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James J. Kilpatrick

Discussion in 'The OT' started by AntAltMike, Aug 16, 2010.

  1. AntAltMike

    AntAltMike Hall Of Fame

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    By Associated Press

    He was my sister's father-in-law for about a decade. He claimed that he had never seen any of the Dan Akroyd parodies of himself, and I don't believe that he realized that his resurgence as a guest speaker, particularly addressing college-aged audiences in the 1980s and early 1990s, was fueled by that notoriety. In a related vein, I sometimes wonder if William F Buckley had any idea how obscure he himself would have been to most of the public if David Frye had not imitated him so often and so well on the Ed Sullivan Show.

    Kilpatrick was offered a part in an Airplane sequel in which he would have basically parodied himself, boisterously butting into some other passengers conversation, maybe like Marshall McLuhan did in Annie Hall, but he was not interested. Little did he realize that if he had, his exposure to another generation would have been worth hundreds of thousands of dollars to himself in future earnings.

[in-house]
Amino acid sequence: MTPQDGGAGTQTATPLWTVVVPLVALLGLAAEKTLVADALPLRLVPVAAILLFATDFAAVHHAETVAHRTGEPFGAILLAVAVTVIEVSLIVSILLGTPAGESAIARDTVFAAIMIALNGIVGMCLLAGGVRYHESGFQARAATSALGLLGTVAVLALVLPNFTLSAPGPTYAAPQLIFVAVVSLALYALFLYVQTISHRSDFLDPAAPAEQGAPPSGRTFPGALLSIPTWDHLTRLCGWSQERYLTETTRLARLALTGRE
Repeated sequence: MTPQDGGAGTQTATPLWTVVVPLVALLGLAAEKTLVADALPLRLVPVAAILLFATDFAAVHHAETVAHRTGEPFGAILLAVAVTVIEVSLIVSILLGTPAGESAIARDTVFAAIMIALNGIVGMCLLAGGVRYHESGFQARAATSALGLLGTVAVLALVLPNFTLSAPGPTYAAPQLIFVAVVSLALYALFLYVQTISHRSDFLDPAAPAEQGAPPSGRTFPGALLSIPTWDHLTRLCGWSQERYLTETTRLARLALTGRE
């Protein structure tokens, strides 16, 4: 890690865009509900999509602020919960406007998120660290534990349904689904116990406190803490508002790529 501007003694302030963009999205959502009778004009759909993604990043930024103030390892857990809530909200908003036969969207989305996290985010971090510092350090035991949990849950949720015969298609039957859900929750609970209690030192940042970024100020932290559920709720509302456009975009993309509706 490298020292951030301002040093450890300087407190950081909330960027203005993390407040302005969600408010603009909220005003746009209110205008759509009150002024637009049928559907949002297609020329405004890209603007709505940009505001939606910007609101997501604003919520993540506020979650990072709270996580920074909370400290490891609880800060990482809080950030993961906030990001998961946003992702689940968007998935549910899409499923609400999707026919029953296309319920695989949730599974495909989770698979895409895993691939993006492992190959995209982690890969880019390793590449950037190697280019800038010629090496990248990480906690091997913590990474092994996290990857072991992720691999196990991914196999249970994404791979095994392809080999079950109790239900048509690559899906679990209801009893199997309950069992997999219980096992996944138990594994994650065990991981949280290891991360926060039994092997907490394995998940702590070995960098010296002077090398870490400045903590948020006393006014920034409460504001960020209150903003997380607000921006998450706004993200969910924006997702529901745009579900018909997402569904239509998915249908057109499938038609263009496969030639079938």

2. AntAltMike

    AntAltMike Hall Of Fame

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    http://voices.washingtonpost.com/po...-kilpatrick-conservativ.html?wprss=postmortem
    From: The Washington Post

    James J. Kilpatrick, conservative columnist, dies at 89


    By Adam Bernstein
    Monday, August 16, 2010; 11:44 AM

    James J. Kilpatrick, 89, a fiery advocate of racial segregation as a Richmond newspaper editor in the 1950s who became a sparring partner of liberals on the television show "60 Minutes" and a syndicated columnist who offered conservative views on subjects ranging from politics to proper use of the English language, died Aug. 15 at George Washington University hospital. He had congestive heart failure.

    Mr. Kilpatrick, who gradually distanced himself from his writings on race, became one of the most popular and eminent conservative writers of his generation. His prose blended the erudite and the homespun, and he became one of the few conservatives syndicated in print nationally in the early 1960s. His column "A Conservative View" ran in hundreds of newspapers for nearly 30 years and initially predated the television presence of William F. Buckley Jr., founder of the conservative National Review magazine.

    "Before there was a Bill Buckley, before there was a Ronald Reagan or Rush Limbaugh, there was James Jackson Kilpatrick explaining public-policy issues from a conservative perspective," said Richard Viguerie, a conservative youth group leader in the early 1960s who became a direct-mail pioneer for conservative political candidates.